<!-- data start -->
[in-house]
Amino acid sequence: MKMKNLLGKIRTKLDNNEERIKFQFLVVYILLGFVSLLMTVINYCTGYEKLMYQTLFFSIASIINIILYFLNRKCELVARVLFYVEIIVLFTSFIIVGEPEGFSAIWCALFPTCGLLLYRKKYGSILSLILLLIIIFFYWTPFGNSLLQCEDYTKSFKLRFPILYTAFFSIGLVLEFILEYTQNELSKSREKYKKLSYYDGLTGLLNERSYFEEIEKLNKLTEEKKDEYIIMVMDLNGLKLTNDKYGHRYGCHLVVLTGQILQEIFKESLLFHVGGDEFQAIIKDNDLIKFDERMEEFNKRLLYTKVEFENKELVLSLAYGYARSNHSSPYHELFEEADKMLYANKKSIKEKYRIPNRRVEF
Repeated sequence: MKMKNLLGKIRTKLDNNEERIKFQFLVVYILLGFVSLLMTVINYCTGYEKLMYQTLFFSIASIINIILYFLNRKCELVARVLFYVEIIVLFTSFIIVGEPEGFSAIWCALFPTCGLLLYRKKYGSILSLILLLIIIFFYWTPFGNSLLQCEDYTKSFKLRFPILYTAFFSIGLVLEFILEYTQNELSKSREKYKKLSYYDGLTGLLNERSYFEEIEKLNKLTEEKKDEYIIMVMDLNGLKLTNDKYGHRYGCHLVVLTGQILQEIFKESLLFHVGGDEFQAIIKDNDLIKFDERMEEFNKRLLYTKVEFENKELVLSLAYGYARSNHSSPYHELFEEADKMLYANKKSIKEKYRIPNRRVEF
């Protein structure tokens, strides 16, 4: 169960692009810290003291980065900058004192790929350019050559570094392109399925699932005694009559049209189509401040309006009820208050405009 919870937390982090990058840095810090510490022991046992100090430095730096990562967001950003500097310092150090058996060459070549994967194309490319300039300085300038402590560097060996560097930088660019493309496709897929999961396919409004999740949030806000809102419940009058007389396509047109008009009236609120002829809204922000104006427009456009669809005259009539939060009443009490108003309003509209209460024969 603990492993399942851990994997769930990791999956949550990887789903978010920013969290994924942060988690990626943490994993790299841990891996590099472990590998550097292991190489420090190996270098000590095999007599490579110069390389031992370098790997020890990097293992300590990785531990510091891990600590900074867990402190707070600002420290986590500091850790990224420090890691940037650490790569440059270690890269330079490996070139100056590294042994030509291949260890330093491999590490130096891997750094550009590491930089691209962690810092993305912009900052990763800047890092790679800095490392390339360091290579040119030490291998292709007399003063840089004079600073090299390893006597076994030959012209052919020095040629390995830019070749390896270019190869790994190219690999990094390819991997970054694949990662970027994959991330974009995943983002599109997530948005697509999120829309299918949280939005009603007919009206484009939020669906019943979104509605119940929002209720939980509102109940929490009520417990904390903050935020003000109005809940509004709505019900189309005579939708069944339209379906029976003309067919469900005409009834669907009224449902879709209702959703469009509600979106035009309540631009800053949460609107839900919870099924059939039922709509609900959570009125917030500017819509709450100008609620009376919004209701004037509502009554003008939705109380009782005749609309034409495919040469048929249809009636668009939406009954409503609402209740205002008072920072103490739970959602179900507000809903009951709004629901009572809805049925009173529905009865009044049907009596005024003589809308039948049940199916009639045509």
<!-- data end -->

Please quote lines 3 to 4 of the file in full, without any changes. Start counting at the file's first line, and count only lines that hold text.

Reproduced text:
Repeated sequence: MKMKNLLGKIRTKLDNNEERIKFQFLVVYILLGFVSLLMTVINYCTGYEKLMYQTLFFSIASIINIILYFLNRKCELVARVLFYVEIIVLFTSFIIVGEPEGFSAIWCALFPTCGLLLYRKKYGSILSLILLLIIIFFYWTPFGNSLLQCEDYTKSFKLRFPILYTAFFSIGLVLEFILEYTQNELSKSREKYKKLSYYDGLTGLLNERSYFEEIEKLNKLTEEKKDEYIIMVMDLNGLKLTNDKYGHRYGCHLVVLTGQILQEIFKESLLFHVGGDEFQAIIKDNDLIKFDERMEEFNKRLLYTKVEFENKELVLSLAYGYARSNHSSPYHELFEEADKMLYANKKSIKEKYRIPNRRVEF
């Protein structure tokens, strides 16, 4: 169960692009810290003291980065900058004192790929350019050559570094392109399925699932005694009559049209189509401040309006009820208050405009 919870937390982090990058840095810090510490022991046992100090430095730096990562967001950003500097310092150090058996060459070549994967194309490319300039300085300038402590560097060996560097930088660019493309496709897929999961396919409004999740949030806000809102419940009058007389396509047109008009009236609120002829809204922000104006427009456009669809005259009539939060009443009490108003309003509209209460024969 603990492993399942851990994997769930990791999956949550990887789903978010920013969290994924942060988690990626943490994993790299841990891996590099472990590998550097292991190489420090190996270098000590095999007599490579110069390389031992370098790997020890990097293992300590990785531990510091891990600590900074867990402190707070600002420290986590500091850790990224420090890691940037650490790569440059270690890269330079490996070139100056590294042994030509291949260890330093491999590490130096891997750094550009590491930089691209962690810092993305912009900052990763800047890092790679800095490392390339360091290579040119030490291998292709007399003063840089004079600073090299390893006597076994030959012209052919020095040629390995830019070749390896270019190869790994190219690999990094390819991997970054694949990662970027994959991330974009995943983002599109997530948005697509999120829309299918949280939005009603007919009206484009939020669906019943979104509605119940929002209720939980509102109940929490009520417990904390903050935020003000109005809940509004709505019900189309005579939708069944339209379906029976003309067919469900005409009834669907009224449902879709209702959703469009509600979106035009309540631009800053949460609107839900919870099924059939039922709509609900959570009125917030500017819509709450100008609620009376919004209701004037509502009554003008939705109380009782005749609309034409495919040469048929249809009636668009939406009954409503609402209740205002008072920072103490739970959602179900507000809903009951709004629901009572809805049925009173529905009865009044049907009596005024003589809308039948049940199916009639045509």